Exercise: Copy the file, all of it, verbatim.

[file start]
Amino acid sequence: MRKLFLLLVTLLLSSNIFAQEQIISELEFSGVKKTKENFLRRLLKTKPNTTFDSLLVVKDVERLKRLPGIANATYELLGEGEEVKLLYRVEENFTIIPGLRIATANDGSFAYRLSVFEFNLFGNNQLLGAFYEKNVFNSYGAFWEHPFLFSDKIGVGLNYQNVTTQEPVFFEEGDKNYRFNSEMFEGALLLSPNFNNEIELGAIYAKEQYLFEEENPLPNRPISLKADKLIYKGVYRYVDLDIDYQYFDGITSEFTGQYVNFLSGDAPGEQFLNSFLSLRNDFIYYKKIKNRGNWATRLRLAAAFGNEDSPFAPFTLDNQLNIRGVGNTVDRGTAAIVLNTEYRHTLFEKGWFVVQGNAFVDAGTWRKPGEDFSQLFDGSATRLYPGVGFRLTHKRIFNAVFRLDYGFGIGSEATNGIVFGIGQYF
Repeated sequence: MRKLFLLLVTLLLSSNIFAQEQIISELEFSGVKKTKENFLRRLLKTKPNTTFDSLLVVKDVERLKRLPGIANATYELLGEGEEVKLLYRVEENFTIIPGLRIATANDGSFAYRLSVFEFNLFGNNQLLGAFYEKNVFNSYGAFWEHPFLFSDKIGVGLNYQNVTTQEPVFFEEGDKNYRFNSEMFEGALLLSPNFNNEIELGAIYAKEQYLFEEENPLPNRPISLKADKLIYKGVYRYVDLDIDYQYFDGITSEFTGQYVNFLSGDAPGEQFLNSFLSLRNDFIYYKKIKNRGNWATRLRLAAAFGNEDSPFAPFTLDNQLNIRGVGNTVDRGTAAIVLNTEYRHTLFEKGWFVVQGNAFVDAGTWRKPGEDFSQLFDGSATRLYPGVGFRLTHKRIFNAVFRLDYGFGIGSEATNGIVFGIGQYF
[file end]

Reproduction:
Amino acid sequence: MRKLFLLLVTLLLSSNIFAQEQIISELEFSGVKKTKENFLRRLLKTKPNTTFDSLLVVKDVERLKRLPGIANATYELLGEGEEVKLLYRVEENFTIIPGLRIATANDGSFAYRLSVFEFNLFGNNQLLGAFYEKNVFNSYGAFWEHPFLFSDKIGVGLNYQNVTTQEPVFFEEGDKNYRFNSEMFEGALLLSPNFNNEIELGAIYAKEQYLFEEENPLPNRPISLKADKLIYKGVYRYVDLDIDYQYFDGITSEFTGQYVNFLSGDAPGEQFLNSFLSLRNDFIYYKKIKNRGNWATRLRLAAAFGNEDSPFAPFTLDNQLNIRGVGNTVDRGTAAIVLNTEYRHTLFEKGWFVVQGNAFVDAGTWRKPGEDFSQLFDGSATRLYPGVGFRLTHKRIFNAVFRLDYGFGIGSEATNGIVFGIGQYF
Repeated sequence: MRKLFLLLVTLLLSSNIFAQEQIISELEFSGVKKTKENFLRRLLKTKPNTTFDSLLVVKDVERLKRLPGIANATYELLGEGEEVKLLYRVEENFTIIPGLRIATANDGSFAYRLSVFEFNLFGNNQLLGAFYEKNVFNSYGAFWEHPFLFSDKIGVGLNYQNVTTQEPVFFEEGDKNYRFNSEMFEGALLLSPNFNNEIELGAIYAKEQYLFEEENPLPNRPISLKADKLIYKGVYRYVDLDIDYQYFDGITSEFTGQYVNFLSGDAPGEQFLNSFLSLRNDFIYYKKIKNRGNWATRLRLAAAFGNEDSPFAPFTLDNQLNIRGVGNTVDRGTAAIVLNTEYRHTLFEKGWFVVQGNAFVDAGTWRKPGEDFSQLFDGSATRLYPGVGFRLTHKRIFNAVFRLDYGFGIGSEATNGIVFGIGQYF